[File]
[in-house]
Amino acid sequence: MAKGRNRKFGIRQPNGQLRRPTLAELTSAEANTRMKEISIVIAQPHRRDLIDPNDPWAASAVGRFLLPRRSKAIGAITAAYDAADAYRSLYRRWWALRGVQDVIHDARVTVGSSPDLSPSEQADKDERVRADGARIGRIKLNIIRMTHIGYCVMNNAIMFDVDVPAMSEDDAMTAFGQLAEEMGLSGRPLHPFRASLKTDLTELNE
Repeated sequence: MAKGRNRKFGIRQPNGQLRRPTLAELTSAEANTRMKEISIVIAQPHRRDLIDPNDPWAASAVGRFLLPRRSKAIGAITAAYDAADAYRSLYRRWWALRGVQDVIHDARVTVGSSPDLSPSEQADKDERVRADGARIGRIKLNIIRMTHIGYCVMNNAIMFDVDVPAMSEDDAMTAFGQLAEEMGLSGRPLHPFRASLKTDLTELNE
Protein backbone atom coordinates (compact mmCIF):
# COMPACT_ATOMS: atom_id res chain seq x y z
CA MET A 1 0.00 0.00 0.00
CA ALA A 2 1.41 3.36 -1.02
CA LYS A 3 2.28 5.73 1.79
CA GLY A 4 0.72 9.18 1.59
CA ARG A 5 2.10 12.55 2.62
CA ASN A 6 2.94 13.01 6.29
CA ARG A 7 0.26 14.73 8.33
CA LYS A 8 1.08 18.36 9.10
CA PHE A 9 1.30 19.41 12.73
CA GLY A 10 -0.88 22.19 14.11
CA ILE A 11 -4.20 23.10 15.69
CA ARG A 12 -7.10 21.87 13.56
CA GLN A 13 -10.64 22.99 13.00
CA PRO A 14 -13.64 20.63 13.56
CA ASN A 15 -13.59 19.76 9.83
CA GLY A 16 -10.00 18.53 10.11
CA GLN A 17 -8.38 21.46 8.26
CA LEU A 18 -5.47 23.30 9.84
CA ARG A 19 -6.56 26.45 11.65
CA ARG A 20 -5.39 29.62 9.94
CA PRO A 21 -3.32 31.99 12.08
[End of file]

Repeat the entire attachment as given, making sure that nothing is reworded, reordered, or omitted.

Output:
[in-house]
Amino acid sequence: MAKGRNRKFGIRQPNGQLRRPTLAELTSAEANTRMKEISIVIAQPHRRDLIDPNDPWAASAVGRFLLPRRSKAIGAITAAYDAADAYRSLYRRWWALRGVQDVIHDARVTVGSSPDLSPSEQADKDERVRADGARIGRIKLNIIRMTHIGYCVMNNAIMFDVDVPAMSEDDAMTAFGQLAEEMGLSGRPLHPFRASLKTDLTELNE
Repeated sequence: MAKGRNRKFGIRQPNGQLRRPTLAELTSAEANTRMKEISIVIAQPHRRDLIDPNDPWAASAVGRFLLPRRSKAIGAITAAYDAADAYRSLYRRWWALRGVQDVIHDARVTVGSSPDLSPSEQADKDERVRADGARIGRIKLNIIRMTHIGYCVMNNAIMFDVDVPAMSEDDAMTAFGQLAEEMGLSGRPLHPFRASLKTDLTELNE
Protein backbone atom coordinates (compact mmCIF):
# COMPACT_ATOMS: atom_id res chain seq x y z
CA MET A 1 0.00 0.00 0.00
CA ALA A 2 1.41 3.36 -1.02
CA LYS A 3 2.28 5.73 1.79
CA GLY A 4 0.72 9.18 1.59
CA ARG A 5 2.10 12.55 2.62
CA ASN A 6 2.94 13.01 6.29
CA ARG A 7 0.26 14.73 8.33
CA LYS A 8 1.08 18.36 9.10
CA PHE A 9 1.30 19.41 12.73
CA GLY A 10 -0.88 22.19 14.11
CA ILE A 11 -4.20 23.10 15.69
CA ARG A 12 -7.10 21.87 13.56
CA GLN A 13 -10.64 22.99 13.00
CA PRO A 14 -13.64 20.63 13.56
CA ASN A 15 -13.59 19.76 9.83
CA GLY A 16 -10.00 18.53 10.11
CA GLN A 17 -8.38 21.46 8.26
CA LEU A 18 -5.47 23.30 9.84
CA ARG A 19 -6.56 26.45 11.65
CA ARG A 20 -5.39 29.62 9.94
CA PRO A 21 -3.32 31.99 12.08